By the preschool years, kids are humor veterans. After all, they've been smiling and laughing for years. A reliable host of tricks and jokes will crack them up, and even as preschoolers get older, they continue to be amused by many of the things they found funny as toddlers.
The Importance of Humor
Peekaboo will still get a laugh, only now kids like to extend it into giggly games of hide-and-seek. Expect your preschooler to continue to enjoy using objects in silly ways — putting mittens on feet, walking around the house in your shoes, or pretending a toy car is a phone.
But because a sense of humor is essentially an intellectual and emotional skill, it grows as your preschooler does. Kids are always finding new things funny while developing a better and more sophisticated understanding of the world. And they're eager to show off new ways to be playful.
Humor is something you can enjoy together, but it's more than just fun. The benefits of a good sense of humor are well documented and include better health, increased optimism, higher self-esteem, and greater emotional intelligence.
And the best thing is that these benefits are possible for anyone: Research shows that a sense of humor is learned, not inherited.
Hey There, Tommy - I Mean, Mommy!
A big activity for preschoolers is labeling things (that's why you hear the question "what's that?" all day long). Kids this age are becoming aware that everything has a name and they love using their new vocabulary.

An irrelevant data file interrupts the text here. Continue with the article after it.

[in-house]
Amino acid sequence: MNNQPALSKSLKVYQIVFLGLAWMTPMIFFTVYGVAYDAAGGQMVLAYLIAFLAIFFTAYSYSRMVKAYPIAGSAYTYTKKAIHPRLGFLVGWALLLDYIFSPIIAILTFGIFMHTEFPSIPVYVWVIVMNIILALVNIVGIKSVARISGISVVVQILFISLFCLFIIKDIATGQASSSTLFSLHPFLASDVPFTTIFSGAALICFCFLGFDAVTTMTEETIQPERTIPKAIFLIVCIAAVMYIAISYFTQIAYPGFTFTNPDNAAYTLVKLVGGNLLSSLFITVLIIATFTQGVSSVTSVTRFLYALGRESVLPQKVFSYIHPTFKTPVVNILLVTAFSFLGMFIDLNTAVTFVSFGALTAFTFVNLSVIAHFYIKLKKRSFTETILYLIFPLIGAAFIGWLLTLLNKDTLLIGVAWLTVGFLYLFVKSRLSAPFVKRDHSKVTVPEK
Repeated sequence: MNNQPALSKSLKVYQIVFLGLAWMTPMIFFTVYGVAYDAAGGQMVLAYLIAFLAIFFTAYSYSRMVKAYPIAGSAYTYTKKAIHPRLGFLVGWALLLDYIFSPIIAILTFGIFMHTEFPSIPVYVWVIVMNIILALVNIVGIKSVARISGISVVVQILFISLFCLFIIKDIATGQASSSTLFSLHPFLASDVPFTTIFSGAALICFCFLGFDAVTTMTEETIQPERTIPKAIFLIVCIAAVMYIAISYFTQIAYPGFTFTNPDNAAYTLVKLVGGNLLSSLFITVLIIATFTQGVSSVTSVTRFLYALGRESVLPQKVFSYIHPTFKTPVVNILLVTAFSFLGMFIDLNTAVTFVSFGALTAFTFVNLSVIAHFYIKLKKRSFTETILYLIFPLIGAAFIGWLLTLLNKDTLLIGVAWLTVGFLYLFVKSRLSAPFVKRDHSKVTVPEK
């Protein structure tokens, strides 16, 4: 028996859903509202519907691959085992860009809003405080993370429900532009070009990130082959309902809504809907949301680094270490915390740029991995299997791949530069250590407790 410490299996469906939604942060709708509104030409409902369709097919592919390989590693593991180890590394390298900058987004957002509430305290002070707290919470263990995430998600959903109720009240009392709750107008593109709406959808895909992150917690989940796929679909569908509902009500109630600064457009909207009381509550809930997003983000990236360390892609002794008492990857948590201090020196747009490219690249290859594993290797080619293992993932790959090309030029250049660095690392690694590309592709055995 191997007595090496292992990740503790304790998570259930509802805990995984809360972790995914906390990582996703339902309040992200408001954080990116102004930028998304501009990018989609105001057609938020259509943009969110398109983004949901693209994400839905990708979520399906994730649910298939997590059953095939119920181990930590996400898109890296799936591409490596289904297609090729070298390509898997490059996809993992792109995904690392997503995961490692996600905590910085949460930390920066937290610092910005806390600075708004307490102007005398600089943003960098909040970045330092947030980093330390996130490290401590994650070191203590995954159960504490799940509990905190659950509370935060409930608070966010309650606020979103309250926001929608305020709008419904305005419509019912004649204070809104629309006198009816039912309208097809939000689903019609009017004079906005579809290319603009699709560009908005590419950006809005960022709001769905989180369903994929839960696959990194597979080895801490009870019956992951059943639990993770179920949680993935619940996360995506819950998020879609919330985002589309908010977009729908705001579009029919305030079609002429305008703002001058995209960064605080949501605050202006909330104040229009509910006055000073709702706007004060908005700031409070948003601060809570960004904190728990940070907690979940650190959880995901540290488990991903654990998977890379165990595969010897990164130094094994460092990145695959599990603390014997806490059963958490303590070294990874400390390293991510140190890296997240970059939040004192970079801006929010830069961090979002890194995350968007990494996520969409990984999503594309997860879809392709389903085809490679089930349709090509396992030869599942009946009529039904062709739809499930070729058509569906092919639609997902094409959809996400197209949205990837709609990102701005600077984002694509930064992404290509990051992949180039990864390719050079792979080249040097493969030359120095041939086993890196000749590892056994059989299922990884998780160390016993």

Your child is probably using improved language skills to play with words, like calling objects or people by the wrong names. Ask "where's your nose?" and your child is likely to point at his or her eyes or chin. Kids this age often like to mispronounce or make up words. Join in ("Billy, can you pass me the falt, I mean the palt, oh, that's right, the salt") and you're likely to get a laugh.
Before long, kids will start replacing words in familiar songs — like singing "Twinkle, twinkle, little cat" — and experimenting with the same song for days or weeks by using new words ("Twinkle, twinkle, little chair" or "Twinkle, twinkle, little mommy").
They might find humor in opposites — asked "where's your room?" and answering "downstairs in the basement" instead of "upstairs"; or repeating in a sing-song way "now it's time for dinner!" when you say "now it's time for breakfast."
Kids this age will also start to tell little tales in a humorous way. You may find your child claiming to have eaten his or her spoon or to have hidden the dog. These stories may or may not be accompanied by a smile — some preschoolers are very deadpan.
A Fish on a Bicycle — Now That's Funny!
Language play is not the only thing preschoolers find funny. They have a sophisticated grasp of what objects "should" look like or how things "should" work. Change a characteristic appearance or behavior and you've got something that's funny to your child. These include:
- strange juxtapositions: drawing a fish head on a dog's body or wings on a cat or making a cow say baa
- removing things: taking away the wheels from a car or the nose from the middle of a person's face
- changing shapes: making the wheels on a car square or a house round